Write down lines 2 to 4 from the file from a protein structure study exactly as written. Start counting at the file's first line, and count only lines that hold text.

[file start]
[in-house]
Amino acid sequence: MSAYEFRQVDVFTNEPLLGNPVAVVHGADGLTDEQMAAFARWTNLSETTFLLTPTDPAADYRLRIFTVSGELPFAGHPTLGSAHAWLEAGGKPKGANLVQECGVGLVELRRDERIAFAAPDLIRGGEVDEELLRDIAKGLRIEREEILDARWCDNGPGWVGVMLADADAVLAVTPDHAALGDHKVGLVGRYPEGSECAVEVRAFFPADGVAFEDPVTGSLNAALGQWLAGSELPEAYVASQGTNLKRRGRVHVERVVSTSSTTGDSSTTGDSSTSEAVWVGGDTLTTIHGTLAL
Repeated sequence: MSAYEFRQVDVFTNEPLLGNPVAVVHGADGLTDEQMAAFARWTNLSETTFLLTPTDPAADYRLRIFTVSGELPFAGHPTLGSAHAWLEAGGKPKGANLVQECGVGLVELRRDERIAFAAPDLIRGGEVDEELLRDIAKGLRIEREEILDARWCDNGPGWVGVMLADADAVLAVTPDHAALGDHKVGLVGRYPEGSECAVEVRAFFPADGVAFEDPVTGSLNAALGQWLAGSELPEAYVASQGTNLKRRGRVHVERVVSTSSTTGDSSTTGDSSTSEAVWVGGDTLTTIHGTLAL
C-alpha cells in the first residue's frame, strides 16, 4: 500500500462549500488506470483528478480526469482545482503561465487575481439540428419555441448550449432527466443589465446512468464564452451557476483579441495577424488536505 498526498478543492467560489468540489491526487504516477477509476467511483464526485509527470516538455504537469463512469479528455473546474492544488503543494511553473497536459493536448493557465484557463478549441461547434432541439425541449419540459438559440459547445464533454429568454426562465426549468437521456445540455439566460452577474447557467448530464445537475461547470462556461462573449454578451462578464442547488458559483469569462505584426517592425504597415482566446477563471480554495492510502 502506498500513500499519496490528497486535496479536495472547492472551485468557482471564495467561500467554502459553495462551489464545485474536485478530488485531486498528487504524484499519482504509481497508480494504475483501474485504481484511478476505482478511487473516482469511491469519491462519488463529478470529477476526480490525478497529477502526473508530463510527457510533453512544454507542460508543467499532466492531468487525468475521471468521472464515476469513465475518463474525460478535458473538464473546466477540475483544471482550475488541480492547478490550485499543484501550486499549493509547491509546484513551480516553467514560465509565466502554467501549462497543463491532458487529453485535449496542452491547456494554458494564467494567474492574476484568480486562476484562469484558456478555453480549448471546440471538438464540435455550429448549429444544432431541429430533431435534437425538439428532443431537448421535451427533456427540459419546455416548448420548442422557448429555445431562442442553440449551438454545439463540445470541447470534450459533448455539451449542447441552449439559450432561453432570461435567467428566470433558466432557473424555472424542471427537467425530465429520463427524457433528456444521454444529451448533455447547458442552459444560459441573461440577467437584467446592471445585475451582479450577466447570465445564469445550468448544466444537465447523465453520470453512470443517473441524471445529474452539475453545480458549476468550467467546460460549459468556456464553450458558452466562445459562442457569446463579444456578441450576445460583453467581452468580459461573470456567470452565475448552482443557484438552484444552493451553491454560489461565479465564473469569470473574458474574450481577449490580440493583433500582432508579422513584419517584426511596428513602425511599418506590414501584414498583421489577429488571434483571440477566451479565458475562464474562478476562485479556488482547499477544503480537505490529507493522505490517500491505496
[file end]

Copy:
Amino acid sequence: MSAYEFRQVDVFTNEPLLGNPVAVVHGADGLTDEQMAAFARWTNLSETTFLLTPTDPAADYRLRIFTVSGELPFAGHPTLGSAHAWLEAGGKPKGANLVQECGVGLVELRRDERIAFAAPDLIRGGEVDEELLRDIAKGLRIEREEILDARWCDNGPGWVGVMLADADAVLAVTPDHAALGDHKVGLVGRYPEGSECAVEVRAFFPADGVAFEDPVTGSLNAALGQWLAGSELPEAYVASQGTNLKRRGRVHVERVVSTSSTTGDSSTTGDSSTSEAVWVGGDTLTTIHGTLAL
Repeated sequence: MSAYEFRQVDVFTNEPLLGNPVAVVHGADGLTDEQMAAFARWTNLSETTFLLTPTDPAADYRLRIFTVSGELPFAGHPTLGSAHAWLEAGGKPKGANLVQECGVGLVELRRDERIAFAAPDLIRGGEVDEELLRDIAKGLRIEREEILDARWCDNGPGWVGVMLADADAVLAVTPDHAALGDHKVGLVGRYPEGSECAVEVRAFFPADGVAFEDPVTGSLNAALGQWLAGSELPEAYVASQGTNLKRRGRVHVERVVSTSSTTGDSSTTGDSSTSEAVWVGGDTLTTIHGTLAL
C-alpha cells in the first residue's frame, strides 16, 4: 500500500462549500488506470483528478480526469482545482503561465487575481439540428419555441448550449432527466443589465446512468464564452451557476483579441495577424488536505 498526498478543492467560489468540489491526487504516477477509476467511483464526485509527470516538455504537469463512469479528455473546474492544488503543494511553473497536459493536448493557465484557463478549441461547434432541439425541449419540459438559440459547445464533454429568454426562465426549468437521456445540455439566460452577474447557467448530464445537475461547470462556461462573449454578451462578464442547488458559483469569462505584426517592425504597415482566446477563471480554495492510502 502506498500513500499519496490528497486535496479536495472547492472551485468557482471564495467561500467554502459553495462551489464545485474536485478530488485531486498528487504524484499519482504509481497508480494504475483501474485504481484511478476505482478511487473516482469511491469519491462519488463529478470529477476526480490525478497529477502526473508530463510527457510533453512544454507542460508543467499532466492531468487525468475521471468521472464515476469513465475518463474525460478535458473538464473546466477540475483544471482550475488541480492547478490550485499543484501550486499549493509547491509546484513551480516553467514560465509565466502554467501549462497543463491532458487529453485535449496542452491547456494554458494564467494567474492574476484568480486562476484562469484558456478555453480549448471546440471538438464540435455550429448549429444544432431541429430533431435534437425538439428532443431537448421535451427533456427540459419546455416548448420548442422557448429555445431562442442553440449551438454545439463540445470541447470534450459533448455539451449542447441552449439559450432561453432570461435567467428566470433558466432557473424555472424542471427537467425530465429520463427524457433528456444521454444529451448533455447547458442552459444560459441573461440577467437584467446592471445585475451582479450577466447570465445564469445550468448544466444537465447523465453520470453512470443517473441524471445529474452539475453545480458549476468550467467546460460549459468556456464553450458558452466562445459562442457569446463579444456578441450576445460583453467581452468580459461573470456567470452565475448552482443557484438552484444552493451553491454560489461565479465564473469569470473574458474574450481577449490580440493583433500582432508579422513584419517584426511596428513602425511599418506590414501584414498583421489577429488571434483571440477566451479565458475562464474562478476562485479556488482547499477544503480537505490529507493522505490517500491505496